Charlie Dimmock smiling and in her younger days posing at an event

Charlie Dimmock’s comments about her weight are just what women need to hear

Let's take a leaf out of Charlie's book

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Charlie Dimmock has attracted more than a few headlines about her weight in recent years – and she has a wonderfully refreshing attitude to her size, admitting that she’s “always been up and down”.

The popular gardener, on telly in ITV’s Garden Rescue, bounded back into the limelight on the show in 2017. After being off screen for so long after leaving Ground Force, critical viewers couldn’t wait to comment that Charlie looked a little different to before.

But Charlie had the perfect comeback ready for any haters out there, and her comments are what I think all women need to read – and preach themselves.

Charlie Dimmock smiling on Garden Rescue
Garden Rescue star Charlie Dimmock has said life’s too short to worry about her weight (Credit: ITV)

Charlie Dimmock trolled over her weight

Charlie shot to fame in 1997 alongside Alan Titchmarsh and Tommy Walsh on Ground Force. She left the show in 2004, and didn’t return to our screens in a more regular capacity until fronting Garden Rescue some 13 years later.

Time has not been kind to Charlie.

Like many women – and men – Charlie saw her weight and physique change in this time. There are more important things in life than counting calories, people. However, some cruel viewers hit Twitter to call out Charlie’s changing shape.

“Charlie Dimmock has put some timber on!” slammed one. “Time has not been kind to Charlie,” said another. “Charlie Dimmock has been at the pies eh?’ said a third.

There’s just no need for it and, regardless of what she looks like, Charlie is an incredibly talented gardener. She’s more than able to do her job and she’s on telly a hell of a lot more than her haters! So I reckon it’s time to keep your nose out and let people be.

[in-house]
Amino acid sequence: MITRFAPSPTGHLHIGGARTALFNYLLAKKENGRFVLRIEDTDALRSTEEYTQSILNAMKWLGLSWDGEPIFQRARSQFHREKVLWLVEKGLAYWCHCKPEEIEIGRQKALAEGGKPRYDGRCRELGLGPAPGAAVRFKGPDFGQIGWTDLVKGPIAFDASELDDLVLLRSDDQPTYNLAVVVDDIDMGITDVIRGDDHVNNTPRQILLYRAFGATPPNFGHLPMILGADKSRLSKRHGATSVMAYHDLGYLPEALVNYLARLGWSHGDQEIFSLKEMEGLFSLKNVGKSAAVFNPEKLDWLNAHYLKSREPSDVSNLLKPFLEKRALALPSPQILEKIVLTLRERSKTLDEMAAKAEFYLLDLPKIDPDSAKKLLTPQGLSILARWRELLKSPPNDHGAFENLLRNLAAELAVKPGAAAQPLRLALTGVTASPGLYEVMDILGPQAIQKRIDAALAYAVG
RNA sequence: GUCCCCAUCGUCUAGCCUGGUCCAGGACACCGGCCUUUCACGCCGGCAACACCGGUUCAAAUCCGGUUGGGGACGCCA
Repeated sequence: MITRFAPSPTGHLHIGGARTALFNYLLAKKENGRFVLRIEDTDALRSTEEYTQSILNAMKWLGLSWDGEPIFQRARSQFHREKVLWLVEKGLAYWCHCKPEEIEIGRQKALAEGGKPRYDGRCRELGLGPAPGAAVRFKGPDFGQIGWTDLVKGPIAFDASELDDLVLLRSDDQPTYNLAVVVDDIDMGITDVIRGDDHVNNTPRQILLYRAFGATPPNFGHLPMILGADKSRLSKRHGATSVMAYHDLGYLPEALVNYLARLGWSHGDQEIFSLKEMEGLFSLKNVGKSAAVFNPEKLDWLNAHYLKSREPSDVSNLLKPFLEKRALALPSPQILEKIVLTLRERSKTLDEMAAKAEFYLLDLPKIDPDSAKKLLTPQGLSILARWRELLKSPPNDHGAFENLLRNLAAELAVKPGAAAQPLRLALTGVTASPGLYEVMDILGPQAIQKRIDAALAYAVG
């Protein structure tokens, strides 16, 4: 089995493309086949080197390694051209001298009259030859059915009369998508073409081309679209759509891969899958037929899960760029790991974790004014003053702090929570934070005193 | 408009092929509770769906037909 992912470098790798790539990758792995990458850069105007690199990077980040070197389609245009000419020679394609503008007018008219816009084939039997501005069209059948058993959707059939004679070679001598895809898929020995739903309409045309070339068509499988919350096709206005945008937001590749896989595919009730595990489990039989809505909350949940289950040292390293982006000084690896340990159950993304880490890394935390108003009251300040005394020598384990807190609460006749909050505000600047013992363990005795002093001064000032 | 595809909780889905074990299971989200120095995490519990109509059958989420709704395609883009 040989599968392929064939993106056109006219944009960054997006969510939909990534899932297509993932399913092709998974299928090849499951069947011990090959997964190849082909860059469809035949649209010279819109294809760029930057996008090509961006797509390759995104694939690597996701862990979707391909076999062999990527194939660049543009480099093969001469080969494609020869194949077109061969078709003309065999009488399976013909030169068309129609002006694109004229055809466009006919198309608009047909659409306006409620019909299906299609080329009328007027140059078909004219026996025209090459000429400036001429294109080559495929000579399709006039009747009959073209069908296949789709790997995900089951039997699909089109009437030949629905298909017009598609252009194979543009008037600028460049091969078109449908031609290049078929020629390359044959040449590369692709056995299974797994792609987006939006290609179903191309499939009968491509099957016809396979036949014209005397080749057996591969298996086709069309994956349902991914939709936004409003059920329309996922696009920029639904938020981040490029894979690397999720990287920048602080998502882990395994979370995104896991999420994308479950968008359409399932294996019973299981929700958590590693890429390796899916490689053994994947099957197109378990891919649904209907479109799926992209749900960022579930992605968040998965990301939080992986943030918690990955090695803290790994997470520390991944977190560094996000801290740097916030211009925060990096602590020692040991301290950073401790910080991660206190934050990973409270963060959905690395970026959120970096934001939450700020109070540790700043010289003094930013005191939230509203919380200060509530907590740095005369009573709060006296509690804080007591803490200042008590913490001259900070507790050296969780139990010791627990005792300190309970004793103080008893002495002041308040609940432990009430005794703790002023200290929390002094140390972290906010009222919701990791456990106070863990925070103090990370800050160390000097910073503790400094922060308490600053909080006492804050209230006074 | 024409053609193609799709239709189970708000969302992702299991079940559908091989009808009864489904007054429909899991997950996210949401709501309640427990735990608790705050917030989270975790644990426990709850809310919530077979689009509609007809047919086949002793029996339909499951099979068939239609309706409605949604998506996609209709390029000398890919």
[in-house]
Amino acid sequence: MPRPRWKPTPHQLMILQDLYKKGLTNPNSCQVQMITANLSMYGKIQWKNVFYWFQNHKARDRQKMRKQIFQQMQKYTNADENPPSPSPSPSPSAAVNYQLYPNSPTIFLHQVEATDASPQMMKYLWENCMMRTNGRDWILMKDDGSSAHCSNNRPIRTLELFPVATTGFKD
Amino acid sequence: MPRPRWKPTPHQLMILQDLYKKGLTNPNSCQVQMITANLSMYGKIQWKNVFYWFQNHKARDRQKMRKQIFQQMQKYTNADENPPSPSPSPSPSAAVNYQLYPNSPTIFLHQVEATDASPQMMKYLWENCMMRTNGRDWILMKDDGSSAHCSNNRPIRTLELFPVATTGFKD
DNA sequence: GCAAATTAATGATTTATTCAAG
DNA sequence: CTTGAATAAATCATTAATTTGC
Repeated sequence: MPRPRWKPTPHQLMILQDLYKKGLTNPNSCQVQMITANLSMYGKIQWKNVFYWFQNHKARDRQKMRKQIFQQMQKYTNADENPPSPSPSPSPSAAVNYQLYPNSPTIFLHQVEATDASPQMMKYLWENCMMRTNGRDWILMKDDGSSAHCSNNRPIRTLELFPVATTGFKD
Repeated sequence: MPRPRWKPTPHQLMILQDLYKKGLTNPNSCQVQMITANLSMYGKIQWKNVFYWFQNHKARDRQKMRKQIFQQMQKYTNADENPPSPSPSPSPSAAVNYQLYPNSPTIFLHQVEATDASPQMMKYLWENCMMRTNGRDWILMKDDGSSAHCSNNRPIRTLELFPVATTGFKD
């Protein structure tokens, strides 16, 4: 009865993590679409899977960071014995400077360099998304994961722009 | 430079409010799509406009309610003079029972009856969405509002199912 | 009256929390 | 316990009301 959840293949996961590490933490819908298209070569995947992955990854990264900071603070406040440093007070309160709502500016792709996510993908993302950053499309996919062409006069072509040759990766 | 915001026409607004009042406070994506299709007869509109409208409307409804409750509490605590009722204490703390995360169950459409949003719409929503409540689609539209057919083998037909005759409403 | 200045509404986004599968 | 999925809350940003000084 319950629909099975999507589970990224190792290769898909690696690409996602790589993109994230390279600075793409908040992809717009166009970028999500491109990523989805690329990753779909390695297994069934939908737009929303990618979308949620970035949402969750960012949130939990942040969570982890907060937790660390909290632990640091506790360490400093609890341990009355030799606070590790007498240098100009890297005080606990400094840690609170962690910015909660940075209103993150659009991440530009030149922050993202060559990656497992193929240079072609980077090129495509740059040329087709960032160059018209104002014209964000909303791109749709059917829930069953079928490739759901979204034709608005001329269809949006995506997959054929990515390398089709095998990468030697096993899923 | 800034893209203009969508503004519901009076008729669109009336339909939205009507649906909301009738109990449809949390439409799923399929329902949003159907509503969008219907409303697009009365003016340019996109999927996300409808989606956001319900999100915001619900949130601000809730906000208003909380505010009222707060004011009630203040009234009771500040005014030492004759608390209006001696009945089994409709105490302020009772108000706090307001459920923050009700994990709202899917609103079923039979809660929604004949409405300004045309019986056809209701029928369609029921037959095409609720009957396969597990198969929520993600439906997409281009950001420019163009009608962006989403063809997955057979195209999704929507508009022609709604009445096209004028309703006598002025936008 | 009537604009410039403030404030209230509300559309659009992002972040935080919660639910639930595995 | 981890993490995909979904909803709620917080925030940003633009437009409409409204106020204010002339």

Charlie Dimmock with Alan and Tommy on Ground Force posing together
Charlie shot to fame on Ground Force in her thirties (Credit: Tony Sapiano/Shutterstock)

‘I’ll never be slim or skinny’

It’s a sentiment Charlie, 57, appears to share after previously opening up about her weight. Chatting to the Independent back in 2016, the green-fingered TV presenter appeared to preempt the trolling. She explained that “life is too short” to worry about your weight. And she admitted that the stance is something that has come to her with age.

“I’ve always been up and down in my weight. I’ll never be slim or skinny, let’s put it like that. One season I’ll be a size 14, then 18, but it’s something I’ve just accepted now. I’m at that age where I think, life is too short.”

Same here Chazzer, but why should she even have to address it? Are the keyboard warriors making these cruel comments supermodels themselves? Perhaps they have one brain cell between them if they think Charlie a) cares or b) lets it affect her positive attitude. Her shape and size certainly isn’t affecting her popularity or her TV appearances. And long may that continue.

She’s an inspiration – for women who have gained a few extra pounds themselves and for those who may be concerned about the ageing process. She’s fit and active and don’t give a damn what anyone thinks!

On her sex symbol status

Charlie has also previously spoken about her sex symbol status when she joined Ground Force, admitting it baffled her. “I was never a sex symbol before, so how could I suddenly become one? It’s just a bit silly. I received a few silly letters back then, like a marriage proposal from a farmer in Australia,” she said.

Famous for her reputation for not wearing a bra, Charlie said she “didn’t plan it” and insists the move was simply because “sometimes just more comfortable not having a bra on”.

We so hear you, Charlie – on all of the above. It should be entirely up to the individual how they look, what they wear, how much they weigh… And it’s a crying shame that it isn’t.

The world needs to be more Charlie and not give a toss! There’s more to a woman than her waistline, and the trolls would do well to remember that next time they’re tempted to comment.

Read more: Charlie Dimmock on ‘common misconception’ about her appearance

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Nancy Brown
Associate Editor